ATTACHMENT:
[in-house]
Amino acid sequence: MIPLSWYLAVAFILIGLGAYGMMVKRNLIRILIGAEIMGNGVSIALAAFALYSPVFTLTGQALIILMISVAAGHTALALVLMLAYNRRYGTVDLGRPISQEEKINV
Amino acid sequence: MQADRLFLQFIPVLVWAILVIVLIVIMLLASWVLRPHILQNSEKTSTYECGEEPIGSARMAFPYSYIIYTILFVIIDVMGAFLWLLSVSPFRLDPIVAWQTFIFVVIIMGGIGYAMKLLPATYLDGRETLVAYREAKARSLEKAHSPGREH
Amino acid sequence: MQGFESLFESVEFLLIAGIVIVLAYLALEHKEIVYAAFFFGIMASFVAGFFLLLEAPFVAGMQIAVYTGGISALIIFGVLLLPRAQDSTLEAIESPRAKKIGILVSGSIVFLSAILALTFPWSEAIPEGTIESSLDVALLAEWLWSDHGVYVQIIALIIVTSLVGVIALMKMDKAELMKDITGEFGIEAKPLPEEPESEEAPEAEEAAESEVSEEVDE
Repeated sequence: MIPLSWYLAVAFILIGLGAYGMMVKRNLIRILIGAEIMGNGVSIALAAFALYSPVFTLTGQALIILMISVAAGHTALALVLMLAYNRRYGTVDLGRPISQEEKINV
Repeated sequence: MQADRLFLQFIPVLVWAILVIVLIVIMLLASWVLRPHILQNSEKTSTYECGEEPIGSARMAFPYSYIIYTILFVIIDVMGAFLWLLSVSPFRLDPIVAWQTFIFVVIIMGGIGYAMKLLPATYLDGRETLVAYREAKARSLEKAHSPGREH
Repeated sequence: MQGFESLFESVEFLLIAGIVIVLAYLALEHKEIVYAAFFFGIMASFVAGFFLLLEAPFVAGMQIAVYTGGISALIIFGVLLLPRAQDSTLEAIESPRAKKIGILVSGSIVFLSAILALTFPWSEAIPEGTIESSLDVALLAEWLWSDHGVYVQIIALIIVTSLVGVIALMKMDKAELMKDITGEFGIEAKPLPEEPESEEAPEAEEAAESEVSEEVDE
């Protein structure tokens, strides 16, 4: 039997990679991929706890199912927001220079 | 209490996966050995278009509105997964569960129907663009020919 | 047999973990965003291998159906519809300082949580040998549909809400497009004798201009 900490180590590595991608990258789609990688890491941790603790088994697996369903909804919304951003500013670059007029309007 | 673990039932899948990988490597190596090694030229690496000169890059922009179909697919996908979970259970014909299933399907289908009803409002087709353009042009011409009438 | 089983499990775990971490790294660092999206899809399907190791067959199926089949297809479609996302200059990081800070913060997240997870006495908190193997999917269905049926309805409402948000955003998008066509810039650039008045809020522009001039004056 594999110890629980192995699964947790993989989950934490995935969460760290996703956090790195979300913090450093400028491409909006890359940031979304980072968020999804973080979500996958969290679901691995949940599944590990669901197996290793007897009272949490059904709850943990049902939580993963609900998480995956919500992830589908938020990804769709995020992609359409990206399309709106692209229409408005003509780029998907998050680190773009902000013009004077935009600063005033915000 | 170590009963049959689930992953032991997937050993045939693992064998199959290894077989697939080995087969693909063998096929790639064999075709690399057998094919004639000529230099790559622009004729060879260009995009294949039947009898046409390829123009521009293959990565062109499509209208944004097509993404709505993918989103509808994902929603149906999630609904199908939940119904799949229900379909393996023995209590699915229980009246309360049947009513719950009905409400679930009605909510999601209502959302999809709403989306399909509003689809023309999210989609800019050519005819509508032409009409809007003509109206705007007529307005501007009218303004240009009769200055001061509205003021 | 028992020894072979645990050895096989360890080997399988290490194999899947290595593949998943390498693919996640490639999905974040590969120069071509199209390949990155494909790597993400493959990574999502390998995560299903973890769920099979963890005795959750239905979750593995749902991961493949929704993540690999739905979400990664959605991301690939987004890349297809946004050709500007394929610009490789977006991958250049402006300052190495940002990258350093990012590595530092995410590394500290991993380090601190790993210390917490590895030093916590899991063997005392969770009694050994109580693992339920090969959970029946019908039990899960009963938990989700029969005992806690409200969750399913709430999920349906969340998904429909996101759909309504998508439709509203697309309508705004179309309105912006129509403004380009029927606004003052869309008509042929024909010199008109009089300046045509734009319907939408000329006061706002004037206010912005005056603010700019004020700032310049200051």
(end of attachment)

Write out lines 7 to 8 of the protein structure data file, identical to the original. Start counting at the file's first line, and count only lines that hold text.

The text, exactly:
Repeated sequence: MQGFESLFESVEFLLIAGIVIVLAYLALEHKEIVYAAFFFGIMASFVAGFFLLLEAPFVAGMQIAVYTGGISALIIFGVLLLPRAQDSTLEAIESPRAKKIGILVSGSIVFLSAILALTFPWSEAIPEGTIESSLDVALLAEWLWSDHGVYVQIIALIIVTSLVGVIALMKMDKAELMKDITGEFGIEAKPLPEEPESEEAPEAEEAAESEVSEEVDE
């Protein structure tokens, strides 16, 4: 039997990679991929706890199912927001220079 | 209490996966050995278009509105997964569960129907663009020919 | 047999973990965003291998159906519809300082949580040998549909809400497009004798201009 900490180590590595991608990258789609990688890491941790603790088994697996369903909804919304951003500013670059007029309007 | 673990039932899948990988490597190596090694030229690496000169890059922009179909697919996908979970259970014909299933399907289908009803409002087709353009042009011409009438 | 089983499990775990971490790294660092999206899809399907190791067959199926089949297809479609996302200059990081800070913060997240997870006495908190193997999917269905049926309805409402948000955003998008066509810039650039008045809020522009001039004056 594999110890629980192995699964947790993989989950934490995935969460760290996703956090790195979300913090450093400028491409909006890359940031979304980072968020999804973080979500996958969290679901691995949940599944590990669901197996290793007897009272949490059904709850943990049902939580993963609900998480995956919500992830589908938020990804769709995020992609359409990206399309709106692209229409408005003509780029998907998050680190773009902000013009004077935009600063005033915000 | 170590009963049959689930992953032991997937050993045939693992064998199959290894077989697939080995087969693909063998096929790639064999075709690399057998094919004639000529230099790559622009004729060879260009995009294949039947009898046409390829123009521009293959990565062109499509209208944004097509993404709505993918989103509808994902929603149906999630609904199908939940119904799949229900379909393996023995209590699915229980009246309360049947009513719950009905409400679930009605909510999601209502959302999809709403989306399909509003689809023309999210989609800019050519005819509508032409009409809007003509109206705007007529307005501007009218303004240009009769200055001061509205003021 | 028992020894072979645990050895096989360890080997399988290490194999899947290595593949998943390498693919996640490639999905974040590969120069071509199209390949990155494909790597993400493959990574999502390998995560299903973890769920099979963890005795959750239905979750593995749902991961493949929704993540690999739905979400990664959605991301690939987004890349297809946004050709500007394929610009490789977006991958250049402006300052190495940002990258350093990012590595530092995410590394500290991993380090601190790993210390917490590895030093916590899991063997005392969770009694050994109580693992339920090969959970029946019908039990899960009963938990989700029969005992806690409200969750399913709430999920349906969340998904429909996101759909309504998508439709509203697309309508705004179309309105912006129509403004380009029927606004003052869309008509042929024909010199008109009089300046045509734009319907939408000329006061706002004037206010912005005056603010700019004020700032310049200051």